According to Article O Section 3 of the student handbook, students are not allowed to sell merchandise, products or services on campus. However, the university permits students affiliated with the entrepreneurship department to run businesses despite this policy.
Generally, students who are looking to start businesses on campus can work with the entrepreneurship department and the university to make this possible.
“We encourage students who are interested in establishing businesses to do so, but it’s nice if they’re working under our umbrella because we can help steer them from directions which are clear violations of policy, and we can steer them in the direction where they are clear to operate,” said Luis Martínez, director of entrepreneurship. “We’re the easy one-stop center for trying to see where students are clear to operate.”
There are some restrictions on what students can and cannot sell on campus. For example, students who wish to sell food could encounter legal obstacles with Aramark, Trinity’s dining service that has the rights of selling food on campus. In addition, there are laws and safety regulations in the state of Texas surrounding food sales.
An entrepreneurial venture launched by Trinity students in 2013, The Unlawful Waffle, once ran afoul of these rules. During a brief time, a group of students sold waffles in Beze Underground, and this business violated campus rules about selling food.
However, students who want to sell food may be able to do so if they meet with the entrepreneurship department and comply with university rules.
“Our job — if you come to us and say, ‘We want to operate a food service business,’ — we can guide them to what those regulatory requirements are and where they’re free to operate or not free to operate,” Martínez said.
This is also true for door-to-door sales, which are discouraged in the handbook but can be negotiated if students reach out to the different departments, like entrepreneurship and Residential Life.
In recent years, the entrepreneurship department has shifted towards encouraging students to start businesses while on campus, most of which are startups.
Matthew Munroe, a senior entrepreneurship student, explained the difference between student startups and businesses.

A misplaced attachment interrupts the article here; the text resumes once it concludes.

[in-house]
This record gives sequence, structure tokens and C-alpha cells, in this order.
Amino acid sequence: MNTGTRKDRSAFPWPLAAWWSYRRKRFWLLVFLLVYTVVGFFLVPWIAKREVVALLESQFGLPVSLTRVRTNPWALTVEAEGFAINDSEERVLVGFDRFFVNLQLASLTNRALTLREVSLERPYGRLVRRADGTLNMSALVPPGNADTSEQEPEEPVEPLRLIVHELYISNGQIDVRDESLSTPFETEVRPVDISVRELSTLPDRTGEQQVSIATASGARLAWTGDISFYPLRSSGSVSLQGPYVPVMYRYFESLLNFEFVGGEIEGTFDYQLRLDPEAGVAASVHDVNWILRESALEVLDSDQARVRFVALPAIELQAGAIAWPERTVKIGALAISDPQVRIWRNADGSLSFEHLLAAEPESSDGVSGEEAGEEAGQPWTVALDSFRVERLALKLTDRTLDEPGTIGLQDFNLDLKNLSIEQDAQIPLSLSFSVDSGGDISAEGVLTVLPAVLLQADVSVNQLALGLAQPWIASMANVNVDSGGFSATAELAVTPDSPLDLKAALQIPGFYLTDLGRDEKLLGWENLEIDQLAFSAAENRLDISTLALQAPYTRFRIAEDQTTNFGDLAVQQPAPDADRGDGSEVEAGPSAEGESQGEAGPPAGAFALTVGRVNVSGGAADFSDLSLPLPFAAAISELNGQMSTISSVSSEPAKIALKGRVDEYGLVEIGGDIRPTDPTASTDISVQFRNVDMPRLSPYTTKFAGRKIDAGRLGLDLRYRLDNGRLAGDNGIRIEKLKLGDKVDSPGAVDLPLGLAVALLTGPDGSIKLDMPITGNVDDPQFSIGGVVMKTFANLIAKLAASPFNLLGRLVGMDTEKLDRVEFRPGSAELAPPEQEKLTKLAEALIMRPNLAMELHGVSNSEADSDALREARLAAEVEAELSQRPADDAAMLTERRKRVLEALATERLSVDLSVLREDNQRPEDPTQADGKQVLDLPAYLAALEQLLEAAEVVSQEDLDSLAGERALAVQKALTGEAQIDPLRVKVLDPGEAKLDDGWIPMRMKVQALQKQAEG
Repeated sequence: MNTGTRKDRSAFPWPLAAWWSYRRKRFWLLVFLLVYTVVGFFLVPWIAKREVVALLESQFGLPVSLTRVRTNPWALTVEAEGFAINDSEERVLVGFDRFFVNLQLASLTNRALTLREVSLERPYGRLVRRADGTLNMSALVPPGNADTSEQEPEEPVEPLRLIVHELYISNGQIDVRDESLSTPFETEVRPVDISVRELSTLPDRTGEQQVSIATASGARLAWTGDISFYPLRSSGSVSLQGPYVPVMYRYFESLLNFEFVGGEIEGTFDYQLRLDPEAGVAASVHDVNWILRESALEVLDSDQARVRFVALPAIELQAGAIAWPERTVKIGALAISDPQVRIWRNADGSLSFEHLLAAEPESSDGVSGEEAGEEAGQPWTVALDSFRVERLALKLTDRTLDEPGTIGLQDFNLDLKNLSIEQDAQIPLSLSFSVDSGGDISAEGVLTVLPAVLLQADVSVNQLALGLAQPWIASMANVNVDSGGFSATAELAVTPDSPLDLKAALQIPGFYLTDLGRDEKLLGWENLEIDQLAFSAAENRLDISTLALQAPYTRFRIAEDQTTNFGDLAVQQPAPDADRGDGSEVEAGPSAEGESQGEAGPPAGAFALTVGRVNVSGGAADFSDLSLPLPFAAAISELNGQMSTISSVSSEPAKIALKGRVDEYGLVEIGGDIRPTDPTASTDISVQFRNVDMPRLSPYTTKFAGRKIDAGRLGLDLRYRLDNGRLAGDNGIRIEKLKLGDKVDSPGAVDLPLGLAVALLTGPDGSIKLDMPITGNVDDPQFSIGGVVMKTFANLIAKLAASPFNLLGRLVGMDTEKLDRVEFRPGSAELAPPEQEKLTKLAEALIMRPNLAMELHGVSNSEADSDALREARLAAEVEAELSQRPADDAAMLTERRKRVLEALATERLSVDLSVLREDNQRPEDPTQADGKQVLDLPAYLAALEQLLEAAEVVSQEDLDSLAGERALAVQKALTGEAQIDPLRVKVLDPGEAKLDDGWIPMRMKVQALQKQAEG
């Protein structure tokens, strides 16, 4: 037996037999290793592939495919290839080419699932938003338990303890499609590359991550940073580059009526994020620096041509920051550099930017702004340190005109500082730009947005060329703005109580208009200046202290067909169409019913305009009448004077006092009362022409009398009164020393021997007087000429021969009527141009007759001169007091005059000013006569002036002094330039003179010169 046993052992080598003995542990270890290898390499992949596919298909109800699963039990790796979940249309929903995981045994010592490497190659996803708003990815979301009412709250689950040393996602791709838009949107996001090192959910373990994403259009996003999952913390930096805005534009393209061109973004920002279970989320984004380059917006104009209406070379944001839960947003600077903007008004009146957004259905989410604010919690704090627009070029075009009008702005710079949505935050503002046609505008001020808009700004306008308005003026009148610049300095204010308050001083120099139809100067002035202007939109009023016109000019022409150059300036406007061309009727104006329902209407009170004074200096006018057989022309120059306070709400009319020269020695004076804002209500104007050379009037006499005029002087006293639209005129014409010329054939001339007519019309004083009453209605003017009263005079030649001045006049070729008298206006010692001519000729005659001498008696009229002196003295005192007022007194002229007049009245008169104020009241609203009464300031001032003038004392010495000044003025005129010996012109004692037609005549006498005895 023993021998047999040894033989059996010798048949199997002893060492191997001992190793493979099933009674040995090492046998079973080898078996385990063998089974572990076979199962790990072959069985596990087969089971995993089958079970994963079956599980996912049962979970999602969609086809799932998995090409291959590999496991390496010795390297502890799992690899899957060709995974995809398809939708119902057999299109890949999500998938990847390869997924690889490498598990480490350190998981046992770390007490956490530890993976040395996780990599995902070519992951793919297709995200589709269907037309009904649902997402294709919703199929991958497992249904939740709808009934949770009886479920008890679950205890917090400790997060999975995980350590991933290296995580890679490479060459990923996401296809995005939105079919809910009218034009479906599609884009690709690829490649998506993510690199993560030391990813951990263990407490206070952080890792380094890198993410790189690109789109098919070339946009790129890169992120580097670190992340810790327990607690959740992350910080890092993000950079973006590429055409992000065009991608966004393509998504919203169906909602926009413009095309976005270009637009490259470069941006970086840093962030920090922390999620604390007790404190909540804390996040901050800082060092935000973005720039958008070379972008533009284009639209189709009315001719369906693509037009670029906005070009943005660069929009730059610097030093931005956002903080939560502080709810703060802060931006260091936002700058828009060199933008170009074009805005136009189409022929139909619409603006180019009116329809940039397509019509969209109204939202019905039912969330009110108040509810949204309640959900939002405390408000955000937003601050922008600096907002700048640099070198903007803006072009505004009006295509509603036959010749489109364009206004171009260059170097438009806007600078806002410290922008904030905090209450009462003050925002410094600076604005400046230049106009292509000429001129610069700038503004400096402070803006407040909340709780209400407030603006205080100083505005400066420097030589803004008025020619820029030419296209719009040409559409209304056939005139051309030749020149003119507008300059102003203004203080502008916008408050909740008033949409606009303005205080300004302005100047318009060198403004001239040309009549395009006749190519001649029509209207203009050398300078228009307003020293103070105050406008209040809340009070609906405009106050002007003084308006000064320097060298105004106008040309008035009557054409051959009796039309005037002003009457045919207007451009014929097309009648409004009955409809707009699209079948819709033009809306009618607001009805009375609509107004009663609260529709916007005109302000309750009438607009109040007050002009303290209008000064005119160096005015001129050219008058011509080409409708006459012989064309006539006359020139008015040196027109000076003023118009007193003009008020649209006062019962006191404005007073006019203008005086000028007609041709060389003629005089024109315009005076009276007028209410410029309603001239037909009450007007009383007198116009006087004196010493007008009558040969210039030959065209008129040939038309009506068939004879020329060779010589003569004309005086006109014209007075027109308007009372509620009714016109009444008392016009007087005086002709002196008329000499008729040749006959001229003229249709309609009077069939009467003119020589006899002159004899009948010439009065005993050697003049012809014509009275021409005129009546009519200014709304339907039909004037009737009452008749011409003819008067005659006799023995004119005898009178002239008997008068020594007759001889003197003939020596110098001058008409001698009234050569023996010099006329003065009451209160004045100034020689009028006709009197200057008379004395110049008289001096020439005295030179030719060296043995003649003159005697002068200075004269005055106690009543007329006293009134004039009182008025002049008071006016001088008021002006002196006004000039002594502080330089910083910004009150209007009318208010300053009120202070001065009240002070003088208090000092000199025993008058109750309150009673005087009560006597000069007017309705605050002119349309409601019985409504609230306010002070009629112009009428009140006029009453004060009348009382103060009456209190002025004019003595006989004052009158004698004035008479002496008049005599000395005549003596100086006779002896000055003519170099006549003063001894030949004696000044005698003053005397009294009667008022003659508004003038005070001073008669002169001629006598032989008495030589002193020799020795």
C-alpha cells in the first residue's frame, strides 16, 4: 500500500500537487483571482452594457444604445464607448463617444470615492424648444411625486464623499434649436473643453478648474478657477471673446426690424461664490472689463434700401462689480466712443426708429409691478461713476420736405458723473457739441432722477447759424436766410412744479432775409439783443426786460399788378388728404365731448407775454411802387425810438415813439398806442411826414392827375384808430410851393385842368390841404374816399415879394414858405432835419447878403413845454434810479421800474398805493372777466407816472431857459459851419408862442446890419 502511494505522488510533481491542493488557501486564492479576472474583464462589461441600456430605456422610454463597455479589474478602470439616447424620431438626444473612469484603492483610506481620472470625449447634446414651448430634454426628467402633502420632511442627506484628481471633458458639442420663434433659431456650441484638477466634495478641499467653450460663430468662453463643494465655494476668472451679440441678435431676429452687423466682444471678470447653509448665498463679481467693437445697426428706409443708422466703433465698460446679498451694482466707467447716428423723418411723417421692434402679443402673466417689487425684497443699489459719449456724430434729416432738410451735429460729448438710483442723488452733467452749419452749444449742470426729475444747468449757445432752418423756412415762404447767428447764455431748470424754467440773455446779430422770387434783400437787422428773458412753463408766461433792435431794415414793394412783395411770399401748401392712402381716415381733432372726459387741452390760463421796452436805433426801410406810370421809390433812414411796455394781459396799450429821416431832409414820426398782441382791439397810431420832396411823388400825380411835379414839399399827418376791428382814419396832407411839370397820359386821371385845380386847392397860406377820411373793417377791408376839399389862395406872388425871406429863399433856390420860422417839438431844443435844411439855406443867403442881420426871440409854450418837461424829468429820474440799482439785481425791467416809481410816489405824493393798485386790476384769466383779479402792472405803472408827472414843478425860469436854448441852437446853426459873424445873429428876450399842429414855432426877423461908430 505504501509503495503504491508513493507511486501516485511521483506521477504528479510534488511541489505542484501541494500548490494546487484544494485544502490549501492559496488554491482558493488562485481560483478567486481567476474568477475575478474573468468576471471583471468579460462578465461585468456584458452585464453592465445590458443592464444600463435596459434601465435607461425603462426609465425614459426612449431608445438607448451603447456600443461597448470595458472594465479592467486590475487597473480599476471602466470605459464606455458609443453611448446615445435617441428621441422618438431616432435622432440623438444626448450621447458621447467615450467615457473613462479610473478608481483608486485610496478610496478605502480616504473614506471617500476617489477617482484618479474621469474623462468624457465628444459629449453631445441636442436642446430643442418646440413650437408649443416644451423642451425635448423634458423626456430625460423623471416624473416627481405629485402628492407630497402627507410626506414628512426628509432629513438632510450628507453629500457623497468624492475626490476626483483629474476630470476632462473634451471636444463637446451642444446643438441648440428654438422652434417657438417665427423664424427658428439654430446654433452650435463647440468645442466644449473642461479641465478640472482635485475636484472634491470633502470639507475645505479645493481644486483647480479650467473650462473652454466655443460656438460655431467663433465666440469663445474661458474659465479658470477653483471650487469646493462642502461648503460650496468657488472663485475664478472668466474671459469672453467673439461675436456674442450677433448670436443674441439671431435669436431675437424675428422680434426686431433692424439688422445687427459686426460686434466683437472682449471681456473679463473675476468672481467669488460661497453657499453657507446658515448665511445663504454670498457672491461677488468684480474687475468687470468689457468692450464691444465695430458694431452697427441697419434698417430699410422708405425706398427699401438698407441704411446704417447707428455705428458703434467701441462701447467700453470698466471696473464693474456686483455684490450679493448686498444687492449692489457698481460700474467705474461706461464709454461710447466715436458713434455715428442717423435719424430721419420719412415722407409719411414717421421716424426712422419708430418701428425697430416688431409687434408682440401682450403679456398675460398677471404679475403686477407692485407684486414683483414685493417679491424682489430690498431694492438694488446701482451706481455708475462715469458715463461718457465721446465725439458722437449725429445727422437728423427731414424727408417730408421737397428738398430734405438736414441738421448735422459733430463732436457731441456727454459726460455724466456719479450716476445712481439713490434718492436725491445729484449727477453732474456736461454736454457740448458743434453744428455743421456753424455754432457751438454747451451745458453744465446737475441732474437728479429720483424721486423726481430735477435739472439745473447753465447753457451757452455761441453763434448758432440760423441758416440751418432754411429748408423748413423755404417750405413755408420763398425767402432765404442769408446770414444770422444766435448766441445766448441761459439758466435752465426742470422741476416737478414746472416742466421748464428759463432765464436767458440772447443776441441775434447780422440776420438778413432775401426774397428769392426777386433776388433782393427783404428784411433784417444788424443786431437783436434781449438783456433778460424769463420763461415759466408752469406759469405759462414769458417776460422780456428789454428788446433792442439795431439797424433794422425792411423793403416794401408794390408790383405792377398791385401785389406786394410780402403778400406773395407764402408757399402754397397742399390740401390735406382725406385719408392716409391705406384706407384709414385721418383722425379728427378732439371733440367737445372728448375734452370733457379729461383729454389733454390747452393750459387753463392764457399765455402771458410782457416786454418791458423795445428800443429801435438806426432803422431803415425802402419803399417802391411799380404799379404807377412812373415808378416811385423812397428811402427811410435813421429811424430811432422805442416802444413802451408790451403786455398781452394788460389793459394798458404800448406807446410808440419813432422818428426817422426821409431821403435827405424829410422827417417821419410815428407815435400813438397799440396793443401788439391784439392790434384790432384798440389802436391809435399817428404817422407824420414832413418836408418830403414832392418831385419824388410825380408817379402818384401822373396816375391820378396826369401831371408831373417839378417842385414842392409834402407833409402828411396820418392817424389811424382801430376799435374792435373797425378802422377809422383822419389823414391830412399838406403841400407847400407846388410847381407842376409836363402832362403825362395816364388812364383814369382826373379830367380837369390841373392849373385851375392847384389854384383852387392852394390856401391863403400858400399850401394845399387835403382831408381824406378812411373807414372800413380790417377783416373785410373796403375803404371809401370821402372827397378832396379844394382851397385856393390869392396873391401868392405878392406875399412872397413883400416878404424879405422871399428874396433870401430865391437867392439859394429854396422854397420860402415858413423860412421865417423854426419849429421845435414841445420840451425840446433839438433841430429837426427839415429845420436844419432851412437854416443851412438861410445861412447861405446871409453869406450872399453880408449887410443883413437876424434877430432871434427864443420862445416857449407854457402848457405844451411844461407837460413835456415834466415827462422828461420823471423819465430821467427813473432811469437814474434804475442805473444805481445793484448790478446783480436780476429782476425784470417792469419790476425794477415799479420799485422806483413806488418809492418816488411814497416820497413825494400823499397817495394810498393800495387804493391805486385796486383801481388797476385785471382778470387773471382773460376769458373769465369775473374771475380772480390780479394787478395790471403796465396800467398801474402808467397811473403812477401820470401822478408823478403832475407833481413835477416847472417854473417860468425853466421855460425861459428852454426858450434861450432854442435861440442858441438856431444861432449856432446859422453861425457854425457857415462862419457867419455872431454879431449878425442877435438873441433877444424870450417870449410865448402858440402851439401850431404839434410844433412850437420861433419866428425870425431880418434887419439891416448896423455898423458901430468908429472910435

“A startup is not necessarily a company — it’s something that works to become a company. So a lot of time it’s just ideas, some people have products, some people have revenue, some people just have a logo,” Munroe said. “So it’s not necessarily students selling stuff to students on campus, it’s students creating a company, or a startup that is trying to become a company.”
Students are free to sell items online, with caveats regarding what can be sold online legally. Sophomore Alexandra Parris wrote about her online crocheting sales in an email interview.
“My business isn’t really a business, per se! I make art, and sometimes people ask me to make them things, and I ask for some kind of compensation,” Parris wrote. “I’ve made less than $100 from my crocheting, and for me, it’s more about making the actual art than selling it. I’m just a girl who happens to have crocheted items sitting around my room sometimes.”
Not all students who sell items online would define themselves as having a ‘business.’ However, students who want to start companies online or enhance their online revenue can contact the entrepreneurship department for assistance and guidance.
“We want students who say, ‘I’m selling stuff online.’ Great! That’s where we come in. Are you charging sales tax? Are you paying a franchise tax? Do you have a sales tax certificate? There are all of these rules about selling online in the state of Texas,” Martínez said.
Trinity offers classes, such as Intro to Entrepreneurship — offered every semester — which can help students looking for entrepreneurial opportunities while at Trinity or in the future. Students don’t need to be enrolled in any entrepreneurship classes to ask for help in creating or managing a startup or business. For students interested, email email@example.com.